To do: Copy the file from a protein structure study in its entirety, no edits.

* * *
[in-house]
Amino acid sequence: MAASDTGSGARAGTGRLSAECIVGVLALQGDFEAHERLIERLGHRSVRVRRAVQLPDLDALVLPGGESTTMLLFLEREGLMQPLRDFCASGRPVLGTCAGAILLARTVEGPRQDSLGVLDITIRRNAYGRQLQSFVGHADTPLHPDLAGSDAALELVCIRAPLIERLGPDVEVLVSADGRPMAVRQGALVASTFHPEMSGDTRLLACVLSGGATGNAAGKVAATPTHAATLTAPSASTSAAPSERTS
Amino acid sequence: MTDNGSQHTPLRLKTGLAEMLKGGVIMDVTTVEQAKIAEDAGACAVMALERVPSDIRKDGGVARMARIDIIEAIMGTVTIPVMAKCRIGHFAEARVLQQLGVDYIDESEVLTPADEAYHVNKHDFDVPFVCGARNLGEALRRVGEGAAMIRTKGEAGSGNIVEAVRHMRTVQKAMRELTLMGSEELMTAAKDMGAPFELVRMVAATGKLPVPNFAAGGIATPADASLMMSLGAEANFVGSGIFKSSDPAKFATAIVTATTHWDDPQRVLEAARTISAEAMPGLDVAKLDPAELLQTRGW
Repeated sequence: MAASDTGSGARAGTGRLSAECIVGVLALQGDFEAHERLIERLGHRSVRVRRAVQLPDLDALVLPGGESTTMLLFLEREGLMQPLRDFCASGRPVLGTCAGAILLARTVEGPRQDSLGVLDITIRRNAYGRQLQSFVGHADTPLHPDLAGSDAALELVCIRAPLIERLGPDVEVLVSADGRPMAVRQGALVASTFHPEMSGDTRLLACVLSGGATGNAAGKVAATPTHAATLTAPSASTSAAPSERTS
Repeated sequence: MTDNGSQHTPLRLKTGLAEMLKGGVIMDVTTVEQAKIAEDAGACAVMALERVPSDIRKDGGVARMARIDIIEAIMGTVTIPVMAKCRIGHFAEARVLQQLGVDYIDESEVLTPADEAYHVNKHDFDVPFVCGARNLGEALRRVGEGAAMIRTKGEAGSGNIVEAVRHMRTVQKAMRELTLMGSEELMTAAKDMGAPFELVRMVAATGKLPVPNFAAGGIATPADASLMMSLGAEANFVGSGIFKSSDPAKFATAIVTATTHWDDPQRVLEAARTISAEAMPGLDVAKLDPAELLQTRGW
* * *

[in-house]
Amino acid sequence: MAASDTGSGARAGTGRLSAECIVGVLALQGDFEAHERLIERLGHRSVRVRRAVQLPDLDALVLPGGESTTMLLFLEREGLMQPLRDFCASGRPVLGTCAGAILLARTVEGPRQDSLGVLDITIRRNAYGRQLQSFVGHADTPLHPDLAGSDAALELVCIRAPLIERLGPDVEVLVSADGRPMAVRQGALVASTFHPEMSGDTRLLACVLSGGATGNAAGKVAATPTHAATLTAPSASTSAAPSERTS
Amino acid sequence: MTDNGSQHTPLRLKTGLAEMLKGGVIMDVTTVEQAKIAEDAGACAVMALERVPSDIRKDGGVARMARIDIIEAIMGTVTIPVMAKCRIGHFAEARVLQQLGVDYIDESEVLTPADEAYHVNKHDFDVPFVCGARNLGEALRRVGEGAAMIRTKGEAGSGNIVEAVRHMRTVQKAMRELTLMGSEELMTAAKDMGAPFELVRMVAATGKLPVPNFAAGGIATPADASLMMSLGAEANFVGSGIFKSSDPAKFATAIVTATTHWDDPQRVLEAARTISAEAMPGLDVAKLDPAELLQTRGW
Repeated sequence: MAASDTGSGARAGTGRLSAECIVGVLALQGDFEAHERLIERLGHRSVRVRRAVQLPDLDALVLPGGESTTMLLFLEREGLMQPLRDFCASGRPVLGTCAGAILLARTVEGPRQDSLGVLDITIRRNAYGRQLQSFVGHADTPLHPDLAGSDAALELVCIRAPLIERLGPDVEVLVSADGRPMAVRQGALVASTFHPEMSGDTRLLACVLSGGATGNAAGKVAATPTHAATLTAPSASTSAAPSERTS
Repeated sequence: MTDNGSQHTPLRLKTGLAEMLKGGVIMDVTTVEQAKIAEDAGACAVMALERVPSDIRKDGGVARMARIDIIEAIMGTVTIPVMAKCRIGHFAEARVLQQLGVDYIDESEVLTPADEAYHVNKHDFDVPFVCGARNLGEALRRVGEGAAMIRTKGEAGSGNIVEAVRHMRTVQKAMRELTLMGSEELMTAAKDMGAPFELVRMVAATGKLPVPNFAAGGIATPADASLMMSLGAEANFVGSGIFKSSDPAKFATAIVTATTHWDDPQRVLEAARTISAEAMPGLDVAKLDPAELLQTRGW